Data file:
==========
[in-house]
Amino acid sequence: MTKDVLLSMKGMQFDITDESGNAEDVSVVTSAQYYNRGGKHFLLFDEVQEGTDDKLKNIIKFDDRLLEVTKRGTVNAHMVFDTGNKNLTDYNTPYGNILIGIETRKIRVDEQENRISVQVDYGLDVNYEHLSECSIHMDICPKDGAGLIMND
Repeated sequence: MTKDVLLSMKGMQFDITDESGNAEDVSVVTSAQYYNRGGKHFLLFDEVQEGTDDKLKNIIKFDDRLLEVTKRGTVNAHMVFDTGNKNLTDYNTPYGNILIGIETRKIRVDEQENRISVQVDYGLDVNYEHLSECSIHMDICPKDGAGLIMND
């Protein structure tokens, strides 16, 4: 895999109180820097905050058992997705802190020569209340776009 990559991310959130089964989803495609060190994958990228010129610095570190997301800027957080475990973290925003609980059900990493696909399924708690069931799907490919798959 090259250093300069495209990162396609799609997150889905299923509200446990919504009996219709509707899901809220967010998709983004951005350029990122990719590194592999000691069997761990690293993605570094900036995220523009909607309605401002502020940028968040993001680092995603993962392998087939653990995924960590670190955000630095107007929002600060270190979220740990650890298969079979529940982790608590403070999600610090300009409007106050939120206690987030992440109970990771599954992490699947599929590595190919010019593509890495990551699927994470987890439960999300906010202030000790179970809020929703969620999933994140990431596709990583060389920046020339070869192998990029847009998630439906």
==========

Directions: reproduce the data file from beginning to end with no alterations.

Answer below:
[in-house]
Amino acid sequence: MTKDVLLSMKGMQFDITDESGNAEDVSVVTSAQYYNRGGKHFLLFDEVQEGTDDKLKNIIKFDDRLLEVTKRGTVNAHMVFDTGNKNLTDYNTPYGNILIGIETRKIRVDEQENRISVQVDYGLDVNYEHLSECSIHMDICPKDGAGLIMND
Repeated sequence: MTKDVLLSMKGMQFDITDESGNAEDVSVVTSAQYYNRGGKHFLLFDEVQEGTDDKLKNIIKFDDRLLEVTKRGTVNAHMVFDTGNKNLTDYNTPYGNILIGIETRKIRVDEQENRISVQVDYGLDVNYEHLSECSIHMDICPKDGAGLIMND
């Protein structure tokens, strides 16, 4: 895999109180820097905050058992997705802190020569209340776009 990559991310959130089964989803495609060190994958990228010129610095570190997301800027957080475990973290925003609980059900990493696909399924708690069931799907490919798959 090259250093300069495209990162396609799609997150889905299923509200446990919504009996219709509707899901809220967010998709983004951005350029990122990719590194592999000691069997761990690293993605570094900036995220523009909607309605401002502020940028968040993001680092995603993962392998087939653990995924960590670190955000630095107007929002600060270190979220740990650890298969079979529940982790608590403070999600610090300009409007106050939120206690987030992440109970990771599954992490699947599929590595190919010019593509890495990551699927994470987890439960999300906010202030000790179970809020929703969620999933994140990431596709990583060389920046020339070869192998990029847009998630439906």